Smart cards, biometrics and identity spending got a boost from two wars and programs to improve homeland security, according to Jeremy Grant, identity solution analyst for Stanford Group, an investment banking and advisory company. Grant estimates federal spending on major U.S. identity solution programs grew 58.6 percent in 2007 to $1.6 billion, and by another 47.5 percent this year. He projects spending growth will flatten in 2009, growing by 3.1 percent.
Looking ahead to the new administration of either candidate, Grant expects good support for Homeland security programs like U.S. VISIT, TWIC and electronic passport. "Identity programs have not been particularly partisan," he said.
Grant is particularly bullish on the outlook for biometrics for defense and intelligence identity applications, which have proven themselves as valuable warfighting tools against the asymmetric threat facing America today. Special Forces in Iraq are capturing fingerprints for detainees, and finding 29 percent of them are getting a match in DoD databases, allowing them to identify and remove about two people a day who are known to be involved in Improvised Explosive Device (IED) activity against U.S. troops. "Denying the enemy anonymity has proven it can help win wars," Grant said.
Still, with the economy, an expensive bailout and promises for more healthcare coverage on the table, figuring out identity strategy is likely to be low on the list of priorities for either new president, according to Grant.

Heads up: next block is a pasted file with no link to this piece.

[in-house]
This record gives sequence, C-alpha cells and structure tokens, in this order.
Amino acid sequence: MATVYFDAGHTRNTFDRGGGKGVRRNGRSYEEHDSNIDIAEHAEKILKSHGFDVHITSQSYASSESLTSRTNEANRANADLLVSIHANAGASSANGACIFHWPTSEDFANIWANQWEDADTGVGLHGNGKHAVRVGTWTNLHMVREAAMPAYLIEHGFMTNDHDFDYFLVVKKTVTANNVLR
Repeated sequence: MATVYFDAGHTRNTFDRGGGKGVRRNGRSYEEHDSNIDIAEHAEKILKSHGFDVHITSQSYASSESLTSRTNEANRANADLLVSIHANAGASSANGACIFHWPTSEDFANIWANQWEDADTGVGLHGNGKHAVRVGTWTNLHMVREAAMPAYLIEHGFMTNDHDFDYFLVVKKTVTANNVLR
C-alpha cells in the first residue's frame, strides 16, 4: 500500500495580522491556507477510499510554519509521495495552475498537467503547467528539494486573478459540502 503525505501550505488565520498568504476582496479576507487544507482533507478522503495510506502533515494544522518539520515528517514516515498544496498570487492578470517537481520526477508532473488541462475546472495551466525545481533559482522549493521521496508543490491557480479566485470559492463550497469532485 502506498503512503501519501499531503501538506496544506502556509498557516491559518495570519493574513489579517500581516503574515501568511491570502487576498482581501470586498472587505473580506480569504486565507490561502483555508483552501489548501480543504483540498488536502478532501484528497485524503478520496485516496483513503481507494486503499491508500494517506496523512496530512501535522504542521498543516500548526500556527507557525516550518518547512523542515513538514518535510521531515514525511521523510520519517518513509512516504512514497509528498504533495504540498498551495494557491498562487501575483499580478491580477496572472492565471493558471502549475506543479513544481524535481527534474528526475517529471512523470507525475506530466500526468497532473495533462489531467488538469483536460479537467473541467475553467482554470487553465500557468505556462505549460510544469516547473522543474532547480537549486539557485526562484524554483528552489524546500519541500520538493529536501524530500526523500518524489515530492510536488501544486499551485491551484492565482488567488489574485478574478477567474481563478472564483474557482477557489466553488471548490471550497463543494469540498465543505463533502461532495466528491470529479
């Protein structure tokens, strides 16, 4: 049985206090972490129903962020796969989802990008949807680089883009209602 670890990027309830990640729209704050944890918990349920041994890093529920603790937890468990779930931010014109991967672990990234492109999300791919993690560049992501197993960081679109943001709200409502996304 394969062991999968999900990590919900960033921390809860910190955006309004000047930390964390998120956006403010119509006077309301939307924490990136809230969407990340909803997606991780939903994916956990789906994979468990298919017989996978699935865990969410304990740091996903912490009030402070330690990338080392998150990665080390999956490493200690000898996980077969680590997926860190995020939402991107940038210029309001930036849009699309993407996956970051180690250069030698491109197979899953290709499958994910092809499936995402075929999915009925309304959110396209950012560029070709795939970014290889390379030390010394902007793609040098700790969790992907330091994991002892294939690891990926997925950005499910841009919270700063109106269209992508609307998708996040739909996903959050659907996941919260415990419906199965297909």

Identity is so critical to so many missions of the Department of Homeland Security they have created an organization dedicated to it. Kathleen Kraninger, director of the Office of Screening Coordination, explained that their role is "to examine how we look at identity for the long term across all of our programs" and to try to rationalize what until now has tended to be separate systems and applications.
Looking more broadly at information security, there has been an awakening in recent years to its importance and the fact that the threat has escalated from individual hackers to organized crime to the nation/state level, according to Paul Kurtz, an advisor on cyber security to both the Clinton and Bush administrations and who is currently chief operating officer of Good Harbor Consulting and an on-air consultant to CBS News. The Bush administration's Comprehensive National Cybersecurity Initiative (CNCI) identified key issues, including a very low level of situational awareness, and cybersecurity has been put up as a key transition issue. Kurtz predicts that the pendulum will swing and government will start to do more about information security, including work on supply chain security management, more effective attack analysis and seeing how HSPD-12 can be pushed out beyond government.